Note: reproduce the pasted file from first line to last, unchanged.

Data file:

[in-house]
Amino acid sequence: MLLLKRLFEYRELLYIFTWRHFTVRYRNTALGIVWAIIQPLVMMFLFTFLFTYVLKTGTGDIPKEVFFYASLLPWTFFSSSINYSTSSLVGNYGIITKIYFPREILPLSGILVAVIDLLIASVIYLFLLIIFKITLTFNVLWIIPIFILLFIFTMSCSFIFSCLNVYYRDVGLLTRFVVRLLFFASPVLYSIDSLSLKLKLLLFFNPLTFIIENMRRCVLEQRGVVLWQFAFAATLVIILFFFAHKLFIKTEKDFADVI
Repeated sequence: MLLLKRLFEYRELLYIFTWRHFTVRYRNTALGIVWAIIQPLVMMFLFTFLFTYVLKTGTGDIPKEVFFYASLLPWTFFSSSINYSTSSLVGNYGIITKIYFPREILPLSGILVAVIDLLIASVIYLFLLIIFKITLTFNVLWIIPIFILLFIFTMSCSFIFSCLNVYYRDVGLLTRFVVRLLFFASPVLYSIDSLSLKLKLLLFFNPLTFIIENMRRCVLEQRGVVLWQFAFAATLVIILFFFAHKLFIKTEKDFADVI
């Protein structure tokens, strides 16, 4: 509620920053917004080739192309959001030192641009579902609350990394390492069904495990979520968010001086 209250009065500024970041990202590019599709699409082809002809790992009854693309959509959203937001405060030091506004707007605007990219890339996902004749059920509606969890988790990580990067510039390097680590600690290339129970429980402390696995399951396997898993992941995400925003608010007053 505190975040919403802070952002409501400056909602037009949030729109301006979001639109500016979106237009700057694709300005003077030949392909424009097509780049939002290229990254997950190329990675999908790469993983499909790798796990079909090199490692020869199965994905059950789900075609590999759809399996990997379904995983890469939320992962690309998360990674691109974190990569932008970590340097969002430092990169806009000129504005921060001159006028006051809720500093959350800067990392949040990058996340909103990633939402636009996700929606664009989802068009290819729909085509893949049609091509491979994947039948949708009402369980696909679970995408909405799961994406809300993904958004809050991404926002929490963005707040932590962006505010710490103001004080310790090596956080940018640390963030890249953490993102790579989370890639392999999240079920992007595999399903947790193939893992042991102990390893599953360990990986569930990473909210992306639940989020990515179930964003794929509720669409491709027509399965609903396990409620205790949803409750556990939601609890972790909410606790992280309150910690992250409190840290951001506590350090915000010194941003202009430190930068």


[in-house]
Amino acid sequence: MLLLKRLFEYRELLYIFTWRHFTVRYRNTALGIVWAIIQPLVMMFLFTFLFTYVLKTGTGDIPKEVFFYASLLPWTFFSSSINYSTSSLVGNYGIITKIYFPREILPLSGILVAVIDLLIASVIYLFLLIIFKITLTFNVLWIIPIFILLFIFTMSCSFIFSCLNVYYRDVGLLTRFVVRLLFFASPVLYSIDSLSLKLKLLLFFNPLTFIIENMRRCVLEQRGVVLWQFAFAATLVIILFFFAHKLFIKTEKDFADVI
Repeated sequence: MLLLKRLFEYRELLYIFTWRHFTVRYRNTALGIVWAIIQPLVMMFLFTFLFTYVLKTGTGDIPKEVFFYASLLPWTFFSSSINYSTSSLVGNYGIITKIYFPREILPLSGILVAVIDLLIASVIYLFLLIIFKITLTFNVLWIIPIFILLFIFTMSCSFIFSCLNVYYRDVGLLTRFVVRLLFFASPVLYSIDSLSLKLKLLLFFNPLTFIIENMRRCVLEQRGVVLWQFAFAATLVIILFFFAHKLFIKTEKDFADVI
């Protein structure tokens, strides 16, 4: 509620920053917004080739192309959001030192641009579902609350990394390492069904495990979520968010001086 209250009065500024970041990202590019599709699409082809002809790992009854693309959509959203937001405060030091506004707007605007990219890339996902004749059920509606969890988790990580990067510039390097680590600690290339129970429980402390696995399951396997898993992941995400925003608010007053 505190975040919403802070952002409501400056909602037009949030729109301006979001639109500016979106237009700057694709300005003077030949392909424009097509780049939002290229990254997950190329990675999908790469993983499909790798796990079909090199490692020869199965994905059950789900075609590999759809399996990997379904995983890469939320992962690309998360990674691109974190990569932008970590340097969002430092990169806009000129504005921060001159006028006051809720500093959350800067990392949040990058996340909103990633939402636009996700929606664009989802068009290819729909085509893949049609091509491979994947039948949708009402369980696909679970995408909405799961994406809300993904958004809050991404926002929490963005707040932590962006505010710490103001004080310790090596956080940018640390963030890249953490993102790579989370890639392999999240079920992007595999399903947790193939893992042991102990390893599953360990990986569930990473909210992306639940989020990515179930964003794929509720669409491709027509399965609903396990409620205790949803409750556990939601609890972790909410606790992280309150910690992250409190840290951001506590350090915000010194941003202009430190930068």